This Thursday on The Feed they are making the grave mistake turning over their entire half hour to comedian Mark Humphries for a dedicated half hour to all-new sketches and mischief.
Comedy specials on TV are usually just recorded stand-up comedy specials, but over the years a number of comedians have made one-off shows with a common thread running through all of them: they get a bit weird. Given the freedom of a one-off show that doesn't need to come back the following week, the entertainers are often left to their own creative instincts. The result is some of television's most delightfully weird TV shows.
Not all of the specials turn out to champagne comedy. For every great one there is also a Paul Lynde Halloween Special level catastrophe.
Thankfully, most of the time they prove to be gloriously odd.
Andy Kaufman specialised in pushing the boundaries of his performance art and testing the audience's patience with material that often left audiences wondering if he was for real.
The special was taped in 1977, but the US ABC network didn't air it until 1979. While the special is packed with all of his regular bits that he was known for, it went beyond what most viewers and the broadcast network expected. Opening with his 'foreign man' character, recognisable to fans of the ABC sitcom Taxi as Kaufman's character 'Latka', the show went on to include special appearances by the puppet Howdy Doody, The B Street Conga Band, and Laverne & Shirley star Cindy Williams. The special is best remembered for a sequence in which the screen deliberately froze, causing viewers to think there was a problem with the TV signal.
A Very Murray Christmas
Directed by Sofia Coppola, this 2015 special has Bill Murray hosting a Christmas TV event live from a New York hotel. When a snow storm hits, Murray is concerned that his guests won't be able to make it to the taping, prompting him to make do with guests from inside the hotel.
Special guests on the special include: George Clooney, Miley Cyrus, Rashida Jones, Chris Rock, Maya Rudolph, Jason Schwartzman, Paul Shaffer, Michael Cera, and Jenny Lewis.
While it's not an overt comedy, the special is overflowing with Murray's laconic humour.
Alan Partridge: Welcome to the Places of My Life
A parody of waffly travelogue documentaries, Alan Partridge offers us a glimpse into his every day life as we join him on a tour of his home county, Norfolk.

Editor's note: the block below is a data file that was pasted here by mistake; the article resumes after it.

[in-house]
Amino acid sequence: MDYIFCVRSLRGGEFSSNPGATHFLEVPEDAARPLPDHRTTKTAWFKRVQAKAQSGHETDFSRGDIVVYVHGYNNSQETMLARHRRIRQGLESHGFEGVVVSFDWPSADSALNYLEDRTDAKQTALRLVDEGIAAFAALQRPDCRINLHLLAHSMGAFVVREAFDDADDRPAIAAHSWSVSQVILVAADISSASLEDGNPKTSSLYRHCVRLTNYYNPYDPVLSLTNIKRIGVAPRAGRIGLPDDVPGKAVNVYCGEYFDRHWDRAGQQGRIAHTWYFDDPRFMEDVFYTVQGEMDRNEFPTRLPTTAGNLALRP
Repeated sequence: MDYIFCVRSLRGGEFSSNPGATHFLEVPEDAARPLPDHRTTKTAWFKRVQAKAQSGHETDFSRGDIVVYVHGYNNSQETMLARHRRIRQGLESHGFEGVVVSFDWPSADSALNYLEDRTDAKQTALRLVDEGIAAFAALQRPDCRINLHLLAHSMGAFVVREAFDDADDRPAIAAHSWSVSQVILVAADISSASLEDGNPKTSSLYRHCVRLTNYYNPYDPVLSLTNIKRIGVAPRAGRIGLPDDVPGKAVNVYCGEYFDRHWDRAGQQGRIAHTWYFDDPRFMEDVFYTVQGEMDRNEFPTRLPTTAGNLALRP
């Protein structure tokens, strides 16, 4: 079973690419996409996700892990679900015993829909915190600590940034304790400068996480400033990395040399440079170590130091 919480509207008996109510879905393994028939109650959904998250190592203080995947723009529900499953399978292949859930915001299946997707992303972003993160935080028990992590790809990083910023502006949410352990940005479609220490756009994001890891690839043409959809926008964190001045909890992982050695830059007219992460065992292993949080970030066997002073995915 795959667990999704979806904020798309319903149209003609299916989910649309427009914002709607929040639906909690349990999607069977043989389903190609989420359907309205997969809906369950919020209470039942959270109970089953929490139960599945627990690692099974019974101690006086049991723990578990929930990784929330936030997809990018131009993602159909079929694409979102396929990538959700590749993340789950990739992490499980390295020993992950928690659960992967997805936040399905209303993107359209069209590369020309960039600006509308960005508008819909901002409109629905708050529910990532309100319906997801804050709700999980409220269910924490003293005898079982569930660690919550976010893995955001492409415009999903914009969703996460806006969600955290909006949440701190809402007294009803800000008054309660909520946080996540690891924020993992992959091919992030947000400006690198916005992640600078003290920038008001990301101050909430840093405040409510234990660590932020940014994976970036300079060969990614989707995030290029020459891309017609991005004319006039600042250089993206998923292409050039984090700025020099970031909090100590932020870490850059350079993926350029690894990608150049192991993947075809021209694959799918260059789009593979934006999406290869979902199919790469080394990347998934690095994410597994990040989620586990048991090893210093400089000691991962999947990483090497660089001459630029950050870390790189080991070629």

Partridge, known globally for his work on the wireless at North Norfolk Digital, treats the viewer to a visit to the Norwich Markets where he advises on the best way to take advantage of free samples, and the public pool at Riverside Leisure Centre. Along the way, Partridge learns a bit about Hitler and is adamant that he did not like the facts that he heard.
Concluding the third and final season of Mad As Hell forerunner Newstopia, this one-off special delivered a full episode of Inspector Rex parody Inspektor Herring. It was described at the time as 'The Manchurian Candidate meets Herbie Goes Bananas'.
The highlight of the special: a nod to Battleship Potemkin as Fyodor and Inspektor Herring try to stop an assassin at the ballet where the question becomes: Will guest musician Andre Rieu make it out alive?
The Rutles: All You Need Is Cash
A TV movie airing on NBC in 1978, All You Need Is Cash is a series of sketches that take the form of a mockumentary that tells the story of the fictitious band The Rutles with a history that hems closely to The Beatles' career. Produced by Lorne Michaels company Broadway Video, the show starred Eric Idle,Neil Innes, John Halsey, and Ricky Fataar as the bandmates. Eventually the fake band from the film became a real band that still perform to this day.
John Denver & The Muppets Rocky Mountain Holiday
John Denver took The Muppets camping. Hilarity and folk music is sure to ensue. Throughout the hour-long special Denver takes the Muppets to the Rockies for an excursion that includes fishing, hiking, and camping. Not ideal activities for anyone made of felt.
Steve Martin: Comedy Is Not Pretty
It's easy to forget that the silver-haired comedian was never actually a member of Saturday Night Live like so many of his contemporaries, but he was certainly no stranger to sketch work. In this, the second of a series of specials he recorded for NBC, Steve Martin performs in a number of sketches including: Marty Robbins' "El Paso" with monkeys; "The Death of Socrates;" and "Bizarre Oddities of the World."
It turns out he really is a wild and crazy guy.
The Feed: Mark Humphries Comedy Special debuts on Thursday at 7:30pm. You'll be able to watch it again and again straight after at SBS On Demand.